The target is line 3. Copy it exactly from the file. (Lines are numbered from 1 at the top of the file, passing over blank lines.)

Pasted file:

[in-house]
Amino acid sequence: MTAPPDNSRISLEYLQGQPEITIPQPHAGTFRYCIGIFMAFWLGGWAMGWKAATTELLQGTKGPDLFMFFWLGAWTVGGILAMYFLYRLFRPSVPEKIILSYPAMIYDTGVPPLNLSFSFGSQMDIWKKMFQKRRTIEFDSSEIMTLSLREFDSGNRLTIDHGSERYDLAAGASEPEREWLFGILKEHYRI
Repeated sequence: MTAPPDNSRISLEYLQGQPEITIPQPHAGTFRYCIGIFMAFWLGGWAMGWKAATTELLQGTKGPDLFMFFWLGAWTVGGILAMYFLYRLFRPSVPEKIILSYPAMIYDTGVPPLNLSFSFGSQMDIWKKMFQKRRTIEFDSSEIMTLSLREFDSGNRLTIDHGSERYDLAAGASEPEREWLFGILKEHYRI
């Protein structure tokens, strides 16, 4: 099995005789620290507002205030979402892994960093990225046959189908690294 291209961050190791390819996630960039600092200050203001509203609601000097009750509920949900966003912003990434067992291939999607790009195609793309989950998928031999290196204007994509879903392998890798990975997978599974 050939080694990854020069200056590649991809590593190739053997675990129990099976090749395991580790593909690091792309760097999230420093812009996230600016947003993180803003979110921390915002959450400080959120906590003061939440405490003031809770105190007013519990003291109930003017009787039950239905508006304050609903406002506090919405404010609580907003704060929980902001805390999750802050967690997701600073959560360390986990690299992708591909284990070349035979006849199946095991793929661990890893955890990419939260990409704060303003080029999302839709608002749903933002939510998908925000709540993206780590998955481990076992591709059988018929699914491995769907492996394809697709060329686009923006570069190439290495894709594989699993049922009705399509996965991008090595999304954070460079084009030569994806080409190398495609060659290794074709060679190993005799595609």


Repeated sequence: MTAPPDNSRISLEYLQGQPEITIPQPHAGTFRYCIGIFMAFWLGGWAMGWKAATTELLQGTKGPDLFMFFWLGAWTVGGILAMYFLYRLFRPSVPEKIILSYPAMIYDTGVPPLNLSFSFGSQMDIWKKMFQKRRTIEFDSSEIMTLSLREFDSGNRLTIDHGSERYDLAAGASEPEREWLFGILKEHYRI